Objective A catecholamine-mediated mechanism has been implicated in the pathogenesis of Takotsubo cardiomyopathy (TC). However, the impact of β-blockers in acute-phase management of TC remains uncertain. This study aimed to examine whether early β-blocker use in TC was associated with lower in-hospital mortality.
Methods This was a retrospective cohort study using the Diagnosis Procedure Combination nationwide inpatient database in Japan. Patients with TC aged ≥20 years who were admitted to acute-care hospitals between 2010 and 2014 were identified. Thirty-day in-hospital mortality was compared between patients who started β-blocker therapy on hospitalisation day 1 or 2 (early β-blocker group) and those who did not receive a β-blocker during hospitalisation (control group) using propensity score-matching and instrumental variable analyses.
Results Of 2672 eligible patients (female, 81.5%; 423 early β-blocker therapy, 2249 controls) from 615 hospitals, 1:4 propensity score-matching created a cohort of 2110 patients (422 early β-blocker therapy, 1688 controls). There was no significant difference in 30-day in-hospital mortality between the early β-blocker group and control group (2.4% vs 2.0%, p=0.703; risk difference, 0.4%; 95% CI, −1.2% to 2.0%). Logistic regression analysis did not show a significant association between early β-blocker use and 30-day in-hospital mortality (OR, 1.17; 95% CI 0.58 to 2.37). Instrumental variable analysis also found that early β-blocker use was not associated with lower 30-day in-hospital mortality (risk difference, 1.2%; 95% CI −3.1% to 5.5%).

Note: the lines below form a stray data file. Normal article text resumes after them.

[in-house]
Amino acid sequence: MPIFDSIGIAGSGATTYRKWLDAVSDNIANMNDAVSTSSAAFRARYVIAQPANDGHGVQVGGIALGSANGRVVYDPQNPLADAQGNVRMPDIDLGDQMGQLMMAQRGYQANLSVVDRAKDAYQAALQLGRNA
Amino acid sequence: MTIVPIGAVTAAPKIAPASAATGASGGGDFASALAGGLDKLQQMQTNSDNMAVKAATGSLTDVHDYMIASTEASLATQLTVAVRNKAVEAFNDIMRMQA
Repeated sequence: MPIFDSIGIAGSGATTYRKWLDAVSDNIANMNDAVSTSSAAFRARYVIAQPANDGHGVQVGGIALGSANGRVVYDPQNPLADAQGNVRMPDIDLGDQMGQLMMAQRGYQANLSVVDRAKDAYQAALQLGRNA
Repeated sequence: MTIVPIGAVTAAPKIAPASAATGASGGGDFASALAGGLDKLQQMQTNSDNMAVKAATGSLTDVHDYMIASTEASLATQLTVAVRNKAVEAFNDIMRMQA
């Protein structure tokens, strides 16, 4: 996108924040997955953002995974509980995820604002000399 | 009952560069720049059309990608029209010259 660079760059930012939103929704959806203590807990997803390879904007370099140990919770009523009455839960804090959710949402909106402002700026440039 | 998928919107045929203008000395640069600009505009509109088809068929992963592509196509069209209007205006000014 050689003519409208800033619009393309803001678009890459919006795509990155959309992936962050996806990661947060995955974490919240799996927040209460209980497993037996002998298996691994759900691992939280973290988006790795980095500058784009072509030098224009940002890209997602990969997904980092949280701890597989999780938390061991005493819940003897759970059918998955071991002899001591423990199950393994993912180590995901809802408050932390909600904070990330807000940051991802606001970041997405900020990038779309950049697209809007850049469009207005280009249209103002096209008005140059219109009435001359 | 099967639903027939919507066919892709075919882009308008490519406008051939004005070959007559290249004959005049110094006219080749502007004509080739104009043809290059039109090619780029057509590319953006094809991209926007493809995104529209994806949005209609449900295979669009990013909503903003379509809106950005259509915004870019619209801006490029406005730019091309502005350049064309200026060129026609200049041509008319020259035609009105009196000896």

Conclusions This study found no significant association between early β-blocker use and in-hospital mortality in patients with TC.
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